No, not you, my dear readers. But that is the message that greeted me from the front of a truck as I waited in traffic on my way to Kathmandu this afternoon. I thought to myself, what an odd-sounding and ominous message that is.
Now, as you’ve probably picked up from my photos, Nepal is rife with fascinating variations on English words and phrases. Just today, even, I saw a sign that said “Medicine for fishes,” and a sweatshirt that proudly bore an American flag and the words “New York City, Massachusetts.” Even common images get mixed up. A boy passed me today with a shirt showing a Guy Fawkes face fused with King Tut’s burial mask. And don’t get me started about the Playboy bunny. It’s everywhere, from notebooks to second graders’ earrings.
But back to the original point: GO TO THE HELL. Well. I was already headed to Kathmandu, but I wouldn’t call that “the hell.” It’s a hectic and exhausting place, but it doesn’t seem to contain many obvious features of eternal damnation. I rather like it. Within KTM, I was headed to the heavenly Fulbright office to pick up a package and a letter.
So where was this hell?
A little bit of context: I was planning to visit KTM on Tuesday, but due to news of a planned bandh, or strike, which can shut down anything from neighborhoods to the whole country, my aamaa advised me to run my errands in the city today. In fact, while I was in one of the various buses I took today, I did notice a gathering of people dressed all in red (not an uncommon color in Nepal) carrying sickle-and-hammer banners. But that was not hell, either, even though I don’t like my plans getting messed up.
No, the hell was the government post office. I had to pick up a package that my parents sent me for Christmas that had never been reported to my office. I had my tracking number. I had a passport copy. I thought I was all set.
Picture a trip to the DMV in America. Generally a miserable and confusing place, yes? Now, spread it out to fill several buildings. Strip the paint from the walls and the lights from the ceiling and the linoleum from the floor. Change the signs into an alphabet you don’t know all that well. And for good measure, spread an even coating of grime over everything. That’s Nepal’s central government post office.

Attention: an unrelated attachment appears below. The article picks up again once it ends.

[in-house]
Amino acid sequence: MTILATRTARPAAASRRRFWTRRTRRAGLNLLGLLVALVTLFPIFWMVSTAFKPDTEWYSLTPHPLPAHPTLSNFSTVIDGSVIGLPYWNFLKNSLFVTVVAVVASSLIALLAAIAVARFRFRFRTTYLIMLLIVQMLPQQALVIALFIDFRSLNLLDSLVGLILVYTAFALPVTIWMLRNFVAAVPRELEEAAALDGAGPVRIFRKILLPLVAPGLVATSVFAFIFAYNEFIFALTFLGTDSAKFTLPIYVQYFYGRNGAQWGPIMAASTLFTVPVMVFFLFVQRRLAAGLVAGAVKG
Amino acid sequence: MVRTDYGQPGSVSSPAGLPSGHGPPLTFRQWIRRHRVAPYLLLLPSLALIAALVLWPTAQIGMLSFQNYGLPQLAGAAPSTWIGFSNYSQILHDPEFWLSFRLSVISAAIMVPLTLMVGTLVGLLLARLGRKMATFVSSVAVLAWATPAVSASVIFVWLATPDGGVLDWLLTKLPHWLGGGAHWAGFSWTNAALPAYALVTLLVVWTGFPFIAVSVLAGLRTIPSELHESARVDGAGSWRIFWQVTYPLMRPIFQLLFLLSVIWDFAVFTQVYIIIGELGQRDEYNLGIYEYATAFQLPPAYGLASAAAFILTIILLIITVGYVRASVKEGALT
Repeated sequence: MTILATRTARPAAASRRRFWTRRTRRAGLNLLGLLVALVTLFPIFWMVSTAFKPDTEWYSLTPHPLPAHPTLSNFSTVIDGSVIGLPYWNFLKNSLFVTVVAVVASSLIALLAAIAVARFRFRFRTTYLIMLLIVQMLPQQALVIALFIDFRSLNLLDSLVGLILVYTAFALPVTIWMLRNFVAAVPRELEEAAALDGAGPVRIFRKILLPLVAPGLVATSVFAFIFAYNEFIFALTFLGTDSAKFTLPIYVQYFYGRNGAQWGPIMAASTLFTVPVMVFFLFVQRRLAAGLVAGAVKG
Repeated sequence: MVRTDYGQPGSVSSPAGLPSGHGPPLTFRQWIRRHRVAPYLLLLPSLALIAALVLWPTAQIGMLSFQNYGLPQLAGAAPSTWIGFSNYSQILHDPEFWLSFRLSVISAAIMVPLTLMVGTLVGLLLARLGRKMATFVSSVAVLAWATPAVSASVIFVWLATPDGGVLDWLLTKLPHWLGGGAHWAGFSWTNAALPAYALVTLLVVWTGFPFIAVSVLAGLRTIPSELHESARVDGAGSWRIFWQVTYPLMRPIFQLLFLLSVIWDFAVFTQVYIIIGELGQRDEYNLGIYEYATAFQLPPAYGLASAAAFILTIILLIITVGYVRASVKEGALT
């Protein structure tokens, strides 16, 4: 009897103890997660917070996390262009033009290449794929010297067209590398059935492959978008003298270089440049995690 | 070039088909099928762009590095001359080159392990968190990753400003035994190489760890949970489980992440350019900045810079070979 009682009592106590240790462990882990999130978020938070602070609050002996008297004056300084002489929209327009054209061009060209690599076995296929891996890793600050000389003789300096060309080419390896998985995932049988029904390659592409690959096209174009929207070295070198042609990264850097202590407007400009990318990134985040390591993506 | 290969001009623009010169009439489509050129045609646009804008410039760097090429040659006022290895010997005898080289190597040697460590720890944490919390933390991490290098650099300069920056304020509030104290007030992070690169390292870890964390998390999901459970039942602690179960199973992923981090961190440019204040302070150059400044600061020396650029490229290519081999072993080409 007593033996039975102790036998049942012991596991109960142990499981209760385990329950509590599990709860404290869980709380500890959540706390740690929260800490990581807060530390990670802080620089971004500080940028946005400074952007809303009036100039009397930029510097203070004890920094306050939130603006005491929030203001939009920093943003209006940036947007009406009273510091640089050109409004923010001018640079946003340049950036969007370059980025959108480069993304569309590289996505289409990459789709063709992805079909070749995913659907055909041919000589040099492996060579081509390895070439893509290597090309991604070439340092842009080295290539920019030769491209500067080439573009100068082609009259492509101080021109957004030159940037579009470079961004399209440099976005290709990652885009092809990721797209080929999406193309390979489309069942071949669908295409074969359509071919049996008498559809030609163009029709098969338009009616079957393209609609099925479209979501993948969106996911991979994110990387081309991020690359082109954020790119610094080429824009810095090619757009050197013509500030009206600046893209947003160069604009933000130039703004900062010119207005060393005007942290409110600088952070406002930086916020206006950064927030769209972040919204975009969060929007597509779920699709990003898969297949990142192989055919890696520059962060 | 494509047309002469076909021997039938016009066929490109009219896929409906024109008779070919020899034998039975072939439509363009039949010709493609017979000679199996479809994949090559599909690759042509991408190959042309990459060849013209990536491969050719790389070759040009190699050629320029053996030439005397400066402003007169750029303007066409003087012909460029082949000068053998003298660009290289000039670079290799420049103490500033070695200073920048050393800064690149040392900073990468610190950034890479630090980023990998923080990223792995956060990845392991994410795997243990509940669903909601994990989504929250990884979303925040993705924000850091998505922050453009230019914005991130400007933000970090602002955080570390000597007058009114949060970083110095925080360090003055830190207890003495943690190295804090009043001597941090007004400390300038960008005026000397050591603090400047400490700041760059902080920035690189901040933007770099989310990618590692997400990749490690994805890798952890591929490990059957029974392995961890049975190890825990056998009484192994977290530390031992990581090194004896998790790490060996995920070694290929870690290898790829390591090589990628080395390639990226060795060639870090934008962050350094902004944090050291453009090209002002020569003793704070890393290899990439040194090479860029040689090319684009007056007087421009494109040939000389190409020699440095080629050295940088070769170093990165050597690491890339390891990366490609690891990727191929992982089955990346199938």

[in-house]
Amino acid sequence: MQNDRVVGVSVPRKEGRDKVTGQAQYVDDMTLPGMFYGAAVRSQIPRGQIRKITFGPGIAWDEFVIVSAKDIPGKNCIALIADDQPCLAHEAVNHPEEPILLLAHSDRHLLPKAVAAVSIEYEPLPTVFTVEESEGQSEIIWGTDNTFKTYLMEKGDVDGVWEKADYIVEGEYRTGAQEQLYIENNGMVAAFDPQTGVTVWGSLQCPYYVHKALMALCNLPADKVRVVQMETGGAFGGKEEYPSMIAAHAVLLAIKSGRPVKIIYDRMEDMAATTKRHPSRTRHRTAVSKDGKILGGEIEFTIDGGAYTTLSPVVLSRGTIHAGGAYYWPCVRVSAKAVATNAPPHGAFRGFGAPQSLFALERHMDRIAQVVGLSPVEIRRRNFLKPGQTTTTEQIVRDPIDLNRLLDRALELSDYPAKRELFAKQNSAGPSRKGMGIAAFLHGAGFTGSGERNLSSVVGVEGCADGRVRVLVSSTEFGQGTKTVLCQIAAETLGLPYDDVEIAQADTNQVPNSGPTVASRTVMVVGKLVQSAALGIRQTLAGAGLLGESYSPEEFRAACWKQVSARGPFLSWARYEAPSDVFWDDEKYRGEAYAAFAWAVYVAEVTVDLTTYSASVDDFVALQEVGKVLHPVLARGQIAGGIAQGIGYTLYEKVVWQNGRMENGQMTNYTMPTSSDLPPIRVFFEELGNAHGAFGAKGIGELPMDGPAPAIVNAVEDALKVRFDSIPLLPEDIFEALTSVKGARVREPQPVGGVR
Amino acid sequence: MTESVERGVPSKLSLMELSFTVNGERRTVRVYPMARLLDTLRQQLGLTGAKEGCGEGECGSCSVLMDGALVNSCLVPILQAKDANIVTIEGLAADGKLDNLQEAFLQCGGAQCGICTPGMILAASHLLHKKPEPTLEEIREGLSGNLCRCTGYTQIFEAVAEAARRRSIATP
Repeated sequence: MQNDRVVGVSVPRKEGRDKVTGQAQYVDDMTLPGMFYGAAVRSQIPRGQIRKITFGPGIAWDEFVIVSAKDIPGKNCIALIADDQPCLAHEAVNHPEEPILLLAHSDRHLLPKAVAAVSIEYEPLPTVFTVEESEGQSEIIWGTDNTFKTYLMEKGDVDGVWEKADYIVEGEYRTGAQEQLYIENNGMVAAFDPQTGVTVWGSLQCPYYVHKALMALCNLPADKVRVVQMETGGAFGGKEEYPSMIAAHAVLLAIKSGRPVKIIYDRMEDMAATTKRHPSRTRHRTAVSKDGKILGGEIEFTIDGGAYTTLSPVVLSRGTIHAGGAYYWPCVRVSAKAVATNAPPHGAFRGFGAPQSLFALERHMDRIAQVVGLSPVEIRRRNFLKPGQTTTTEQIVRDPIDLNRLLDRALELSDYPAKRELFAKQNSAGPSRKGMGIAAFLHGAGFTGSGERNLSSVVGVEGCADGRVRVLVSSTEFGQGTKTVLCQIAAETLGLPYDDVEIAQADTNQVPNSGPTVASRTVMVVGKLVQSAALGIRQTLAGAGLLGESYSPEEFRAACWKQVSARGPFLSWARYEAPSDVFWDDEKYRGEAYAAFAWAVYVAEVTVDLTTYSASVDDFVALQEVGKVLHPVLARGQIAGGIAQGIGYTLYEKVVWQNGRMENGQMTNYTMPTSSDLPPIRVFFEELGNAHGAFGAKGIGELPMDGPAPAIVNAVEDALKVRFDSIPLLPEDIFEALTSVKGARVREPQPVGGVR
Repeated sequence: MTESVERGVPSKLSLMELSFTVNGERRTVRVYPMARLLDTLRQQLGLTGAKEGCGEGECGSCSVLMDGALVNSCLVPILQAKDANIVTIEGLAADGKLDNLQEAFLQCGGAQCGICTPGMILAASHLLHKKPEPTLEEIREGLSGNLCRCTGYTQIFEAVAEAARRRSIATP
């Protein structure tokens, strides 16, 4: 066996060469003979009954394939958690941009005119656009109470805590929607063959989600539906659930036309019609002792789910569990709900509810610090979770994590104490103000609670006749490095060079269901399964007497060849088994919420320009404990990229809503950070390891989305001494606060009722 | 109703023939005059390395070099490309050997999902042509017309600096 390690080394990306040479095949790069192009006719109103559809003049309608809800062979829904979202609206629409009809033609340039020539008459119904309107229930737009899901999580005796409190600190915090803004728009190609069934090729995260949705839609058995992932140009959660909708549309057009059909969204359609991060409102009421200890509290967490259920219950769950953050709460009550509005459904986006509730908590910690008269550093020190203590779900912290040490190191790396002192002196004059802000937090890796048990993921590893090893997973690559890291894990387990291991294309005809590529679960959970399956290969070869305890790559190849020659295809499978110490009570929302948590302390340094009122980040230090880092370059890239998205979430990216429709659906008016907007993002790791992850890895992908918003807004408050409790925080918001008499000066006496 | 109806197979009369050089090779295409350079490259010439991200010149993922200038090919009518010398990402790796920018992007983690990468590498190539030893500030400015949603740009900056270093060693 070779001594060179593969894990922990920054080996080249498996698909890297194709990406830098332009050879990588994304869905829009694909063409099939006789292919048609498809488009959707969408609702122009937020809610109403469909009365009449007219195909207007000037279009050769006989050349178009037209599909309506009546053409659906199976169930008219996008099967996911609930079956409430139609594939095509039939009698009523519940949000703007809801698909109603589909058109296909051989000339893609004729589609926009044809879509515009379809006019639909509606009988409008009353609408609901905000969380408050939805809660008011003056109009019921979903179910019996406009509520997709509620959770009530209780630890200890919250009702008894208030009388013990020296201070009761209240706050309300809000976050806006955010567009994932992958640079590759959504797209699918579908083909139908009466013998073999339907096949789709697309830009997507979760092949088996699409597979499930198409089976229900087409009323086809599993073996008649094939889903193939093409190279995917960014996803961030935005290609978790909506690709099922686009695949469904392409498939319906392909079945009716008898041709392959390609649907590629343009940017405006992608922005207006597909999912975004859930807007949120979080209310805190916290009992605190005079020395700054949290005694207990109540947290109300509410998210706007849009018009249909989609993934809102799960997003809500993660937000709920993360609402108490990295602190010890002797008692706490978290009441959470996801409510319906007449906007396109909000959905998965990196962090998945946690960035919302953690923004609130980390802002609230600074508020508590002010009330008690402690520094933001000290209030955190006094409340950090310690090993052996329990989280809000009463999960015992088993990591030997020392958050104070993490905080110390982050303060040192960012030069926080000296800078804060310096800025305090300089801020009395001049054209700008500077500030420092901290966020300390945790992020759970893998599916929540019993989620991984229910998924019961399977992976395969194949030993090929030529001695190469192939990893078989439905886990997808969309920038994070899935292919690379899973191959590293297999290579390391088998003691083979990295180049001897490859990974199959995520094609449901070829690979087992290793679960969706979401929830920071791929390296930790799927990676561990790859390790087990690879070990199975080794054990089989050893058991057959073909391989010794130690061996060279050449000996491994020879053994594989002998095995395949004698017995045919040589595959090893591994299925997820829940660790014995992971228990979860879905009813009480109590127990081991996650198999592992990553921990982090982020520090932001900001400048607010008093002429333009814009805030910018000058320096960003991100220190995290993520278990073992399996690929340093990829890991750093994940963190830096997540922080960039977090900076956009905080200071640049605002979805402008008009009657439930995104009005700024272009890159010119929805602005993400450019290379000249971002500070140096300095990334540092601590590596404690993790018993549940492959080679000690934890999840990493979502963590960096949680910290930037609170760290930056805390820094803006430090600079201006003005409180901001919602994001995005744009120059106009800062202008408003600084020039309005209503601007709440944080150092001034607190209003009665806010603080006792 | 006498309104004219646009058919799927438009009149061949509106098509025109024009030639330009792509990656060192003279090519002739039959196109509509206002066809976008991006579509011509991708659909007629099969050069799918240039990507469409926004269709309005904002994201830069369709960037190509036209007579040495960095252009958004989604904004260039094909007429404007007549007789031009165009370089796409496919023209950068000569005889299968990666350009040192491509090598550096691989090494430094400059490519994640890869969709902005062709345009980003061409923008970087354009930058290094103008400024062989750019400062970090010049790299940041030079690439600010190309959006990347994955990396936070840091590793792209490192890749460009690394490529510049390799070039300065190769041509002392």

Despite my preparation, I had an almost immediate hang-up: my name on my passport did not match the name on my package. My passport lists me as “Alanna Elizabeth Smith.” On the package, my mother wrote “Alanna Smith.” Obviously not the same person. And then there was the matter of the missing intimation letter. I have no idea what the heck an intimation letter is, but I didn’t have it, and neither did Fulbright—and I didn’t have a PO box key so we could check to make sure that the letter really wasn’t there.
Thank God for Robin-ji. I called him and handed the phone to one of the four post office employees that had surrounded me. My Nepali skill level is not high enough for me to explain what a “middle name” is. Whatever he said convinced them that I was not a con artist trying to abscond with a package of Christmas candy. And then the really fun part started!
I know that my dad and siblings will get this reference, but I don’t know about anyone else. In the movie Hitchhiker’s Guide to the Galaxy¸ there’s a scene where the main characters have to run around a galactic government office trying to get the right forms to keep their friend from being executed. That’s how I felt, except I was more worried about getting my package before the office closed than being fed to the ravenous bugblatter beast of Traal (or whatever it’s called). I ran back and forth between four separate rooms, paid three different people (bribes? taxes?), and finally, finally walked out into the sunshine with two packages and one hell of a headache.
Go to the hell? I guess I can check that one off my bucket list.